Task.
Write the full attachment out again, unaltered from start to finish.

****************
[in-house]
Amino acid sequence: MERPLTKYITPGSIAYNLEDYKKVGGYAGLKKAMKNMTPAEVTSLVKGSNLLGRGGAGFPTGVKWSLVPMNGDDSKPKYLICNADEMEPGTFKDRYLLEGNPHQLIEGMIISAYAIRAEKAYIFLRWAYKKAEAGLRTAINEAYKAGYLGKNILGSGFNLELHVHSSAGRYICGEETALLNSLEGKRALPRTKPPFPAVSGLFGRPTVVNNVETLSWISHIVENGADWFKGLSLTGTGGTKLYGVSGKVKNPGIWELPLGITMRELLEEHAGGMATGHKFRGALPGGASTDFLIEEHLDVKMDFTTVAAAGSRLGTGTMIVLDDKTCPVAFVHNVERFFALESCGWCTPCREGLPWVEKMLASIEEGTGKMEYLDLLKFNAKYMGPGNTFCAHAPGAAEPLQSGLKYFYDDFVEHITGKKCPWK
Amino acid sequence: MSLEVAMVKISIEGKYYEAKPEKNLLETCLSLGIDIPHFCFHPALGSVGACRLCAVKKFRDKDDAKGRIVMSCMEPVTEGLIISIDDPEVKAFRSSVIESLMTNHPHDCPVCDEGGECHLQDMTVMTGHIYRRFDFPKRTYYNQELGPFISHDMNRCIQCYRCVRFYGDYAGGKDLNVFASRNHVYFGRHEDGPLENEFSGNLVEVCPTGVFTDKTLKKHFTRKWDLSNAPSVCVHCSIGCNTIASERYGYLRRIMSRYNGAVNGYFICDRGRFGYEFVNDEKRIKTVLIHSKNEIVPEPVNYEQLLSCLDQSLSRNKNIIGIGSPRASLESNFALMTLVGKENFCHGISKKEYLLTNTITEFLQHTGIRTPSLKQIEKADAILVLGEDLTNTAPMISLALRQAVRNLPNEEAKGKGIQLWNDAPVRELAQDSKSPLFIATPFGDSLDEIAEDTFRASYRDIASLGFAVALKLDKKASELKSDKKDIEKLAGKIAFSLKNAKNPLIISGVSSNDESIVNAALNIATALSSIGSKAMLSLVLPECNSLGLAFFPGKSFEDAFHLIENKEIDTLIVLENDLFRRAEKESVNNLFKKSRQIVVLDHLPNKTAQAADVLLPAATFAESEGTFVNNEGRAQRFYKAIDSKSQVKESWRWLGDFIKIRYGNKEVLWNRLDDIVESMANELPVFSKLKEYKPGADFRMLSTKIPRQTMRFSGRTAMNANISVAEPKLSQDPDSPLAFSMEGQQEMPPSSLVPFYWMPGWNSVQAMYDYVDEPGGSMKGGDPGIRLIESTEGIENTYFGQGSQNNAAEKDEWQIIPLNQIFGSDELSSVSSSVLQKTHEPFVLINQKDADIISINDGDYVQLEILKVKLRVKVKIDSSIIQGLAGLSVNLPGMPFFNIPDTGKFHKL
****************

[in-house]
Amino acid sequence: MERPLTKYITPGSIAYNLEDYKKVGGYAGLKKAMKNMTPAEVTSLVKGSNLLGRGGAGFPTGVKWSLVPMNGDDSKPKYLICNADEMEPGTFKDRYLLEGNPHQLIEGMIISAYAIRAEKAYIFLRWAYKKAEAGLRTAINEAYKAGYLGKNILGSGFNLELHVHSSAGRYICGEETALLNSLEGKRALPRTKPPFPAVSGLFGRPTVVNNVETLSWISHIVENGADWFKGLSLTGTGGTKLYGVSGKVKNPGIWELPLGITMRELLEEHAGGMATGHKFRGALPGGASTDFLIEEHLDVKMDFTTVAAAGSRLGTGTMIVLDDKTCPVAFVHNVERFFALESCGWCTPCREGLPWVEKMLASIEEGTGKMEYLDLLKFNAKYMGPGNTFCAHAPGAAEPLQSGLKYFYDDFVEHITGKKCPWK
Amino acid sequence: MSLEVAMVKISIEGKYYEAKPEKNLLETCLSLGIDIPHFCFHPALGSVGACRLCAVKKFRDKDDAKGRIVMSCMEPVTEGLIISIDDPEVKAFRSSVIESLMTNHPHDCPVCDEGGECHLQDMTVMTGHIYRRFDFPKRTYYNQELGPFISHDMNRCIQCYRCVRFYGDYAGGKDLNVFASRNHVYFGRHEDGPLENEFSGNLVEVCPTGVFTDKTLKKHFTRKWDLSNAPSVCVHCSIGCNTIASERYGYLRRIMSRYNGAVNGYFICDRGRFGYEFVNDEKRIKTVLIHSKNEIVPEPVNYEQLLSCLDQSLSRNKNIIGIGSPRASLESNFALMTLVGKENFCHGISKKEYLLTNTITEFLQHTGIRTPSLKQIEKADAILVLGEDLTNTAPMISLALRQAVRNLPNEEAKGKGIQLWNDAPVRELAQDSKSPLFIATPFGDSLDEIAEDTFRASYRDIASLGFAVALKLDKKASELKSDKKDIEKLAGKIAFSLKNAKNPLIISGVSSNDESIVNAALNIATALSSIGSKAMLSLVLPECNSLGLAFFPGKSFEDAFHLIENKEIDTLIVLENDLFRRAEKESVNNLFKKSRQIVVLDHLPNKTAQAADVLLPAATFAESEGTFVNNEGRAQRFYKAIDSKSQVKESWRWLGDFIKIRYGNKEVLWNRLDDIVESMANELPVFSKLKEYKPGADFRMLSTKIPRQTMRFSGRTAMNANISVAEPKLSQDPDSPLAFSMEGQQEMPPSSLVPFYWMPGWNSVQAMYDYVDEPGGSMKGGDPGIRLIESTEGIENTYFGQGSQNNAAEKDEWQIIPLNQIFGSDELSSVSSSVLQKTHEPFVLINQKDADIISINDGDYVQLEILKVKLRVKVKIDSSIIQGLAGLSVNLPGMPFFNIPDTGKFHKL